Q: What if I don’t have any of these symptoms—do I still need to go to the dentist?
A: Yes. Even if you don’t have any symptoms, you can still have oral health problems that only a dentist can diagnose. Regular dental visits will also help prevent problems from developing. Continuity of care is an important part of any health plan and dental health is no exception. Keeping your mouth healthy is an essential piece of your overall health. It’s also important to keep your dentist informed of any changes in your overall health since many medical conditions can affect your oral health too.
Q: What can I expect during a dental checkup?
A: The dentist or hygienist will ask about your recent medical history, examine your mouth and decide whether or not you need x-rays. Depending on your treatment plan, the hygienist may use a special dental instruments to check your gums for gum disease. Your dentist will evaluate your overall dental health and conduct an oral cancer screening by holding your tongue with gauze, checking it and your whole mouth, then feeling your jaw and neck.
Q: How often do I have to go to the dentist?
A: There is no one-size-fits-all dental treatment. Some people need to visit the dentist once or twice a year; others may need more visits. You are a unique individual, with a unique smile and unique needs when it comes to keeping your smile healthy.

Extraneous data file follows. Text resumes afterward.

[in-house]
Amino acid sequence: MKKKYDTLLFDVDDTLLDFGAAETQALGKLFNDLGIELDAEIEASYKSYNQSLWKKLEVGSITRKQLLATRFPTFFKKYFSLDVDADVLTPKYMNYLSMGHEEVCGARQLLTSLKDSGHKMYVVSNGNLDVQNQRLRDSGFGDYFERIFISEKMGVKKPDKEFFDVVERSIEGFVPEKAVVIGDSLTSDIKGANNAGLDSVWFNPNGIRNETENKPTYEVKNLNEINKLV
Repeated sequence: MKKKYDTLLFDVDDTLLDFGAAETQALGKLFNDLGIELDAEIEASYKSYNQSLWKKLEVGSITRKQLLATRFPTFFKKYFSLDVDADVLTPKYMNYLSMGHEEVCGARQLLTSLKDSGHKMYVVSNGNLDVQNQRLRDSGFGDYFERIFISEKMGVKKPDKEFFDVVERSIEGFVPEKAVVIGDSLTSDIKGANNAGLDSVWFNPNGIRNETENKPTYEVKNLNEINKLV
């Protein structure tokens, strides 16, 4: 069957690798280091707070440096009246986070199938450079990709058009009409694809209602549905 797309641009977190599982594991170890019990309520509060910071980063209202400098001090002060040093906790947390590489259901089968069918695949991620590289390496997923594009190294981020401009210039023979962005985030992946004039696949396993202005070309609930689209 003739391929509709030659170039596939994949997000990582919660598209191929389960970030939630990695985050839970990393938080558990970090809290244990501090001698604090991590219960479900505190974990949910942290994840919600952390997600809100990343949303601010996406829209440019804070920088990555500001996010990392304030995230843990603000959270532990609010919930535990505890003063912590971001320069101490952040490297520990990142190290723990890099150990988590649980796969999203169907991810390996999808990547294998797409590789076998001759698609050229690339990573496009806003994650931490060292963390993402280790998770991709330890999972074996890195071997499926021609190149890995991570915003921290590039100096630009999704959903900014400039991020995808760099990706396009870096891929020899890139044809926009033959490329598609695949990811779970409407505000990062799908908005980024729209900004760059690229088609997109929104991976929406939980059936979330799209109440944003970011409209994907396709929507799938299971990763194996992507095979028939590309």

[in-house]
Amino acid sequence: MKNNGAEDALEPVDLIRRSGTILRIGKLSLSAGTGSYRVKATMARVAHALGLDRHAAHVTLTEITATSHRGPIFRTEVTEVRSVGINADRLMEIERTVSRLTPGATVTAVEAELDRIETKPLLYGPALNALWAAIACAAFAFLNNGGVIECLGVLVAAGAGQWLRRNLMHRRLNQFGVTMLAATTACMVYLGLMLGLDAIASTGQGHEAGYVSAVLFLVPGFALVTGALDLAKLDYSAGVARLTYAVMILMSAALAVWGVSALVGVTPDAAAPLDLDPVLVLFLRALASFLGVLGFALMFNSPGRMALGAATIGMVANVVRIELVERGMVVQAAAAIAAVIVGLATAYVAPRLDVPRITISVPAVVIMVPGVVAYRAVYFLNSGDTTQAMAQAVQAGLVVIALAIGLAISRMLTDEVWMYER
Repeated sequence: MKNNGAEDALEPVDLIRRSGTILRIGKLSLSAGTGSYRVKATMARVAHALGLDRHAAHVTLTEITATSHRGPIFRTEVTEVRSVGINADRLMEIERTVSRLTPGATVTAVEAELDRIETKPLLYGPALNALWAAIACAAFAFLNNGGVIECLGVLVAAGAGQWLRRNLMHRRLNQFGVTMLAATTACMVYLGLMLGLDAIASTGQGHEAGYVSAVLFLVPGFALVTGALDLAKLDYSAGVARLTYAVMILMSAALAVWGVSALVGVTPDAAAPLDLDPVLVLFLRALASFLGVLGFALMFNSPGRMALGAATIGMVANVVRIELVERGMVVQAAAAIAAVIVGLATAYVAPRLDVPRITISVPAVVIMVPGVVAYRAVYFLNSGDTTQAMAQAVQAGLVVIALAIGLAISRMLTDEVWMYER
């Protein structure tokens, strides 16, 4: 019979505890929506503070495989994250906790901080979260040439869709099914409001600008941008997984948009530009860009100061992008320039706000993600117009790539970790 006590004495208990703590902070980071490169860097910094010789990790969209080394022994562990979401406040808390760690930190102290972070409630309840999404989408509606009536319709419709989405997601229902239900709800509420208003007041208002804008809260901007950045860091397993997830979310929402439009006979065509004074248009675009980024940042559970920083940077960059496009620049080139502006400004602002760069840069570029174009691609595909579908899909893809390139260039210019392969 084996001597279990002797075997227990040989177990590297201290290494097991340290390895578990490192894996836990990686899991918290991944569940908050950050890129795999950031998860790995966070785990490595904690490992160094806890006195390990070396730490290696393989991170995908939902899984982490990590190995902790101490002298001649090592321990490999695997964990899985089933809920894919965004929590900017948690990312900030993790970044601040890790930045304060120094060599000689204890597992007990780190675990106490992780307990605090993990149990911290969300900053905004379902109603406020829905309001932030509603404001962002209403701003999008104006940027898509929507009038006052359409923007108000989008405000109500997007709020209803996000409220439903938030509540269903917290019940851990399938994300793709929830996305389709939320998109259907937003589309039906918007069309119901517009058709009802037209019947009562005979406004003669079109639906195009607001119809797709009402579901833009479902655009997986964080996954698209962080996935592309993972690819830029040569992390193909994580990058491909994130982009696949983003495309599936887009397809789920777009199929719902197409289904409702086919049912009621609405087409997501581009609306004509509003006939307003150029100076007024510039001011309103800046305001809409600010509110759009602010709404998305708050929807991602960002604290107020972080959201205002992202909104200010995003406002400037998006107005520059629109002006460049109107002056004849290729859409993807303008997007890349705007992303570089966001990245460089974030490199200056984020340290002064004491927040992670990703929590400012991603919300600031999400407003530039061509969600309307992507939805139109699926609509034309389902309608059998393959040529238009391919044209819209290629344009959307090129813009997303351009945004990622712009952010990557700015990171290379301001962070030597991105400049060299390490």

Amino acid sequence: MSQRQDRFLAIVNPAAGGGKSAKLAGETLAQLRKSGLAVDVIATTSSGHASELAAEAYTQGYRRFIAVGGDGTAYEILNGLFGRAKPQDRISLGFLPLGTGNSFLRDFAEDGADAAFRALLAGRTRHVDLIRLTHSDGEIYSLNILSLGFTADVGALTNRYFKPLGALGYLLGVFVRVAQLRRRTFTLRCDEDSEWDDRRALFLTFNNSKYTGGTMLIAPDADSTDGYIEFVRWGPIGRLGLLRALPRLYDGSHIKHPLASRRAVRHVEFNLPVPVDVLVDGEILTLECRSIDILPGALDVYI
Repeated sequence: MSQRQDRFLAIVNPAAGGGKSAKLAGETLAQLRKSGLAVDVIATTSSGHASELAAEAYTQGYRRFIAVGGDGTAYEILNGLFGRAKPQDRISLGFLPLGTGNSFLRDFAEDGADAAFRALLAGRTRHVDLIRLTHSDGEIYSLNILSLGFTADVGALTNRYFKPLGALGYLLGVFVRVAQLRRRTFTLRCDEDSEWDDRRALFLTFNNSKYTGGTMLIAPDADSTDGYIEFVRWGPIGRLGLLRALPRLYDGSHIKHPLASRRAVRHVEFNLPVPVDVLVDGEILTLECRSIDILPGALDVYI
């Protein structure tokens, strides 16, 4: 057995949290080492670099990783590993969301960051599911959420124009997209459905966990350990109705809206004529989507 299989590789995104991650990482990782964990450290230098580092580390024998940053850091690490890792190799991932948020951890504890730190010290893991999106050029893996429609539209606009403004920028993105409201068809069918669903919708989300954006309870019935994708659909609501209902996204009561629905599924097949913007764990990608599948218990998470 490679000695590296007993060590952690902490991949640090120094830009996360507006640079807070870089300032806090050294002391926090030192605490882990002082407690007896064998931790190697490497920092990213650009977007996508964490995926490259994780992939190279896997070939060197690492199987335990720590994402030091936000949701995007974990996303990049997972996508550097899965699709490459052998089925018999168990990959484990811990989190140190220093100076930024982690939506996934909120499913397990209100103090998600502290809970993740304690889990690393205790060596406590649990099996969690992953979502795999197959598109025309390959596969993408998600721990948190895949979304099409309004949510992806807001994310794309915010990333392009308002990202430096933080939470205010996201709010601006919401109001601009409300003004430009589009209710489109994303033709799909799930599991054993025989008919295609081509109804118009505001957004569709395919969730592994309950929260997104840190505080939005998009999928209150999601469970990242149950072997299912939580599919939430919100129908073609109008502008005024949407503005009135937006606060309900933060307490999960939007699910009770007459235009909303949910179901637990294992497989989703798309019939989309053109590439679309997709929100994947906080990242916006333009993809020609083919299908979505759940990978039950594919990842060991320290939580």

Q: How do I find a dentist?
A: The American Dental Association offers these suggestions in finding a dentist:
- Visit ADA Find-a-Dentist to search dentists in your area.
- Ask family, friends, neighbors or co-workers for recommendations.
- Ask your family physician or local pharmacist.
- If you’re moving, your current dentist may be able to make a recommendation.
- Call or write your state dental society.
Q: What should I look for when choosing a dentist?
A: You may want to call or visit more than one dentist before making your decision. Dental care is a very personalized service that requires a good relationship between the dentist and the patient. During your first visit, you should be able to determine if this is the right dentist for you.
Consider the following:
- Is the appointment schedule convenient for you?
- Is the office easy to get to from your home or job?
- Does the office appear to be clean, neat and orderly?
- Was your medical and dental history recorded and placed in a permanent file?
- Does the dentist explain techniques that will help you prevent dental health problems? Is dental health instruction provided?